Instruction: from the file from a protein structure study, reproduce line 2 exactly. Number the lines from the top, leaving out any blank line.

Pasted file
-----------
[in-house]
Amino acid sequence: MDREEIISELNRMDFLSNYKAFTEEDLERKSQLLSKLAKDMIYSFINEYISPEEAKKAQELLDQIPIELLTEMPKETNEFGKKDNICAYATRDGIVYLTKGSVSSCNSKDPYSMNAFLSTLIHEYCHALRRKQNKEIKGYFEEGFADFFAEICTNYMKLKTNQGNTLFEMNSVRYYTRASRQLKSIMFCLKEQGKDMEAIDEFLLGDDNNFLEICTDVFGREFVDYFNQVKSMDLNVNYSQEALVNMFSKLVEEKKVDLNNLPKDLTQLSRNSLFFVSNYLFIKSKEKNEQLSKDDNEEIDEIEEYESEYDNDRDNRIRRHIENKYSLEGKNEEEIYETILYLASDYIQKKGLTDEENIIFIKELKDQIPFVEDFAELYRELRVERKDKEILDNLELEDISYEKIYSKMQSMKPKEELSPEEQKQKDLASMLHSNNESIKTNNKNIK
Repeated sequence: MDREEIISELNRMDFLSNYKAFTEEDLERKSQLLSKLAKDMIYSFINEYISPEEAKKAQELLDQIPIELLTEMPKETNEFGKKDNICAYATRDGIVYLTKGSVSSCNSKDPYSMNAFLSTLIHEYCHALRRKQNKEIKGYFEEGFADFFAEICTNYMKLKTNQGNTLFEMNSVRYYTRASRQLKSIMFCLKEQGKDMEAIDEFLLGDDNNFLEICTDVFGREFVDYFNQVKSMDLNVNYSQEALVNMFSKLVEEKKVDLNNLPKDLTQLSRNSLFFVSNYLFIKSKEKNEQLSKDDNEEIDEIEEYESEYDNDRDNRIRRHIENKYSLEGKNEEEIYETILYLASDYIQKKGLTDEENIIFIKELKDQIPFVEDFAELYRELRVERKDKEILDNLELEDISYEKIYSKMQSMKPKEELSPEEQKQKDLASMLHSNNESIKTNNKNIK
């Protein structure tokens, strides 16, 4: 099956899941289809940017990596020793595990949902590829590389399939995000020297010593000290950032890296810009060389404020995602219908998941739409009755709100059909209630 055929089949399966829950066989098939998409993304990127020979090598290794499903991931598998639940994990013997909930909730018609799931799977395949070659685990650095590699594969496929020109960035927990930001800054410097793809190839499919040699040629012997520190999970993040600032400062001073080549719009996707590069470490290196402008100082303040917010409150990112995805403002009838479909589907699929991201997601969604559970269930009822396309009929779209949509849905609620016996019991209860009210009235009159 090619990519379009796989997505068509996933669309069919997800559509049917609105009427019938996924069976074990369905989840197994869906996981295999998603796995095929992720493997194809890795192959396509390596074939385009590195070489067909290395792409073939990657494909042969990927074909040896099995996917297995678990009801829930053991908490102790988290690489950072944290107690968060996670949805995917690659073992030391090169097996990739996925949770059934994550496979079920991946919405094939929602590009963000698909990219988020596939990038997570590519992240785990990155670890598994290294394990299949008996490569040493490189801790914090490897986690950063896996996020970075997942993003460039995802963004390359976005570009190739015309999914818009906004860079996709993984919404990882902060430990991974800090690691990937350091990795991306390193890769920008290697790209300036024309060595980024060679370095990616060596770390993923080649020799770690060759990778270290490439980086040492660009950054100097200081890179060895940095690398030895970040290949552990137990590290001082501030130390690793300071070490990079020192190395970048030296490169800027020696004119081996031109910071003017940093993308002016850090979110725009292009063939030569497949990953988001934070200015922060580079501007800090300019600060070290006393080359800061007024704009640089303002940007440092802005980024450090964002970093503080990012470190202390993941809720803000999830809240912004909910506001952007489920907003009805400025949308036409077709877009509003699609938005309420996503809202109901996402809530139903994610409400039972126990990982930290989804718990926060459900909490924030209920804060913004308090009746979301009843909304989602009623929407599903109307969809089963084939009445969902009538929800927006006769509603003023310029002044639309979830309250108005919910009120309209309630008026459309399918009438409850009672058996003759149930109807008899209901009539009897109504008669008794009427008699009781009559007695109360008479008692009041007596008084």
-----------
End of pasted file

Amino acid sequence: MDREEIISELNRMDFLSNYKAFTEEDLERKSQLLSKLAKDMIYSFINEYISPEEAKKAQELLDQIPIELLTEMPKETNEFGKKDNICAYATRDGIVYLTKGSVSSCNSKDPYSMNAFLSTLIHEYCHALRRKQNKEIKGYFEEGFADFFAEICTNYMKLKTNQGNTLFEMNSVRYYTRASRQLKSIMFCLKEQGKDMEAIDEFLLGDDNNFLEICTDVFGREFVDYFNQVKSMDLNVNYSQEALVNMFSKLVEEKKVDLNNLPKDLTQLSRNSLFFVSNYLFIKSKEKNEQLSKDDNEEIDEIEEYESEYDNDRDNRIRRHIENKYSLEGKNEEEIYETILYLASDYIQKKGLTDEENIIFIKELKDQIPFVEDFAELYRELRVERKDKEILDNLELEDISYEKIYSKMQSMKPKEELSPEEQKQKDLASMLHSNNESIKTNNKNIK